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New high-field Hall data may hold clues that explain unconventional superconductivity.
Scientists use our magnets to explore semiconductors, superconductors, newly-grown crystals, buckyballs and materials from the natural world — research that reveals the secret workings of materials and empowers us to develop new technologies.
Scientists here are working to optimize petroleum refining, advance potential bio-fuels such as pine needles and algae, and fundamentally change the way we store and deliver energy by developing better batteries.
Latest Science Highlights
Clues About Unconventional Superconductivity From High-Field Hall Data
13 December 2021
In everyday life, phase transitions - like when water boils and turns into steam or freezes and becomes ice - are caused by changes in temperature. Here, very high magnetic fields are used to reveal a quantum phase transition not caused by temperature, but instead driven by quantum mechanics upon changing the concentration of electrons, work that could hold critical clues that explain high-temperature superconductivity.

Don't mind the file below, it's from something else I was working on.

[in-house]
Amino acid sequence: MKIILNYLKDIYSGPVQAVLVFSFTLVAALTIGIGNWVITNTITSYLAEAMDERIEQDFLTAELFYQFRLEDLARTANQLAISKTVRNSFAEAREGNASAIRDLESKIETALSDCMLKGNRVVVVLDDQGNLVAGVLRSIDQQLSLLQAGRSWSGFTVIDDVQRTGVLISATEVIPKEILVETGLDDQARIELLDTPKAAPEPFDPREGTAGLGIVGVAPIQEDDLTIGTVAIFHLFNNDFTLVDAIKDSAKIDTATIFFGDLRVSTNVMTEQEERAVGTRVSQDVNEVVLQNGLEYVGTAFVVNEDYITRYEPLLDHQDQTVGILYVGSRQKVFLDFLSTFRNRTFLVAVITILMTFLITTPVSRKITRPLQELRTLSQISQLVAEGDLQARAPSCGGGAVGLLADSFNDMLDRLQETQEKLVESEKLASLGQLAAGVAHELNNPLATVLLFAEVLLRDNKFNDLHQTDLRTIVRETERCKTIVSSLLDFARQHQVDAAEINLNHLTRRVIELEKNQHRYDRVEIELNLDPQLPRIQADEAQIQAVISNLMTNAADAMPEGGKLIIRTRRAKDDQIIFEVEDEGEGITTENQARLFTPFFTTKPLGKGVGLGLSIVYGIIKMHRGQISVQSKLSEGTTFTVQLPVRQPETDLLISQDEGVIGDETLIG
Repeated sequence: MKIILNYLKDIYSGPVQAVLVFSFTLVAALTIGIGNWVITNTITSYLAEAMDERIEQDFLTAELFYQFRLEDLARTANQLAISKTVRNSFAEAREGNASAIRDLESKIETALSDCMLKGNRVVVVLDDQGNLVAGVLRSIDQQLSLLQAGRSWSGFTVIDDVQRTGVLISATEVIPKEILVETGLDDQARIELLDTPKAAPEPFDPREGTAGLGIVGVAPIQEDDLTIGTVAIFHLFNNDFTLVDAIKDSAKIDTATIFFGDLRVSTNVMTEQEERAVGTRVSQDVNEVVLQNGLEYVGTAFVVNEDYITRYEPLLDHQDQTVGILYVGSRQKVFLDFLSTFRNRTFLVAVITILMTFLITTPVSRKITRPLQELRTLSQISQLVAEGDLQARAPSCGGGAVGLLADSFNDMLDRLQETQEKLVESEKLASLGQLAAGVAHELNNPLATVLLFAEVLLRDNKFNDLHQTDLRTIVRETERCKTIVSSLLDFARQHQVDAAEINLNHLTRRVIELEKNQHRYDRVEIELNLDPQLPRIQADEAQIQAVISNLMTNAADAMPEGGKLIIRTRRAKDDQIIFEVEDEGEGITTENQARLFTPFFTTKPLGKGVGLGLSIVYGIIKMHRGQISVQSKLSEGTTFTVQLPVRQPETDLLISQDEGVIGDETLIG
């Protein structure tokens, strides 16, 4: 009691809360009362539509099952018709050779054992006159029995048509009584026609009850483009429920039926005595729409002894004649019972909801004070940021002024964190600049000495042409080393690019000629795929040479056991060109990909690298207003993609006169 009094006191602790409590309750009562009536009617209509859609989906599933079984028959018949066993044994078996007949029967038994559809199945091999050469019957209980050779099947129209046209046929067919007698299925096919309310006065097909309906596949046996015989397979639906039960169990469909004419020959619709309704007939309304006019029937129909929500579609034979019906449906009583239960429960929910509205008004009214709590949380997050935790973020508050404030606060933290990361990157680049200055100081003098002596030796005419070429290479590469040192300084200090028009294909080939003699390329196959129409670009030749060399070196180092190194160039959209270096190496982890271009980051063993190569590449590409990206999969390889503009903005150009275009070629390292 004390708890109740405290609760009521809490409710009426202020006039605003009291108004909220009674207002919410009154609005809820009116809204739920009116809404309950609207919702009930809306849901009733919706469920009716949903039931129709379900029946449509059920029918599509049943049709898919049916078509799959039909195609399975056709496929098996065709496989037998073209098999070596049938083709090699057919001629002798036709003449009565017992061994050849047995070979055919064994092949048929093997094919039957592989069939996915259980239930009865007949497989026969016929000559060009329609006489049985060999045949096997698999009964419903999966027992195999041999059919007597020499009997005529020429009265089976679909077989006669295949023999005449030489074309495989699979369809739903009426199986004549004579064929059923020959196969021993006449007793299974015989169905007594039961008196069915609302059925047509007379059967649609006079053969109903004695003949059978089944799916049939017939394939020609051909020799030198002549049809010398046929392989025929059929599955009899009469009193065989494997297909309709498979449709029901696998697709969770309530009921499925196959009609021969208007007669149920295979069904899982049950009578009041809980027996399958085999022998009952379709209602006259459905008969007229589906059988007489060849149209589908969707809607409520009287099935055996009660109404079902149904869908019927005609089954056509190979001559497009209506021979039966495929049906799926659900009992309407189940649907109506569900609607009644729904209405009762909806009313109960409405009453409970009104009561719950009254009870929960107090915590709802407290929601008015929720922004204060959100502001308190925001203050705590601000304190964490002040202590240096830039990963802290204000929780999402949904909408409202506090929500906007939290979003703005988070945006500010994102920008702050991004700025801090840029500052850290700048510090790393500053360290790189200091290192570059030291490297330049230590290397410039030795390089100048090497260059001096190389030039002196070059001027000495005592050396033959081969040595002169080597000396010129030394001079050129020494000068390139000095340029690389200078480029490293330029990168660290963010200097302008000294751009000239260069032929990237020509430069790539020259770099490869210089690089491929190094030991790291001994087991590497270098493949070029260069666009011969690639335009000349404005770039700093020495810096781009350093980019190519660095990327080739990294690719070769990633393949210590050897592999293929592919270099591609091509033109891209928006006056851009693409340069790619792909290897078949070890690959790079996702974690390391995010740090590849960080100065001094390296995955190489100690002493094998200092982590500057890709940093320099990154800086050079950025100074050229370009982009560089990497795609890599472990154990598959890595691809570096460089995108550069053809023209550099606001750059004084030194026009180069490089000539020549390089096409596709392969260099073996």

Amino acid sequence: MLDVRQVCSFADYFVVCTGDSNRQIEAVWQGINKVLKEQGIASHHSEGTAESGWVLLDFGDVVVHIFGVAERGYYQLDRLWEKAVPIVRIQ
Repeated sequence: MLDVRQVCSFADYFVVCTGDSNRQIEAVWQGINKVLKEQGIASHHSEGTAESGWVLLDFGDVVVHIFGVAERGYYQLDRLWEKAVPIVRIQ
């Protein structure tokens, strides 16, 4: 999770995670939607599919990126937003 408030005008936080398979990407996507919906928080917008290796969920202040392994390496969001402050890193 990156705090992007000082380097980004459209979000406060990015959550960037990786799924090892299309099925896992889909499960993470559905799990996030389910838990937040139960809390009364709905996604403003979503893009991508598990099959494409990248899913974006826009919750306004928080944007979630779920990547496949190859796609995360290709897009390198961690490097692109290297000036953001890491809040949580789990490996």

Novel "hot-bronze" Nb3Sn for compact accelerators
22 November 2021
A new "hot bronze" thin film growth recipe was developed to produce high quality superconducting Niobium-Tin (Nb3Sn) films that are easier to fabricate and that outperform existing technologies.
New quantum tricks in nitride materials
22 November 2021
Gallium nitride (GaN) and Niobium nitride (NbN) are widely used in today's technologies: GaN is used to make blue LEDs and high-frequency transistors while NbN is used to make infrared light detectors. This experiment explores whether a nitride-based device may be relevant for quantum technologies of the future.
Testing the Critical Current of High-Temperature-Superconducting REBCO Cables Using a Superconducting Transformer, H. Yu, et al., IEEE Transactions on Applied Superconductivity, 30 (4), 5500204 (2020), See Science Highlight or Read online
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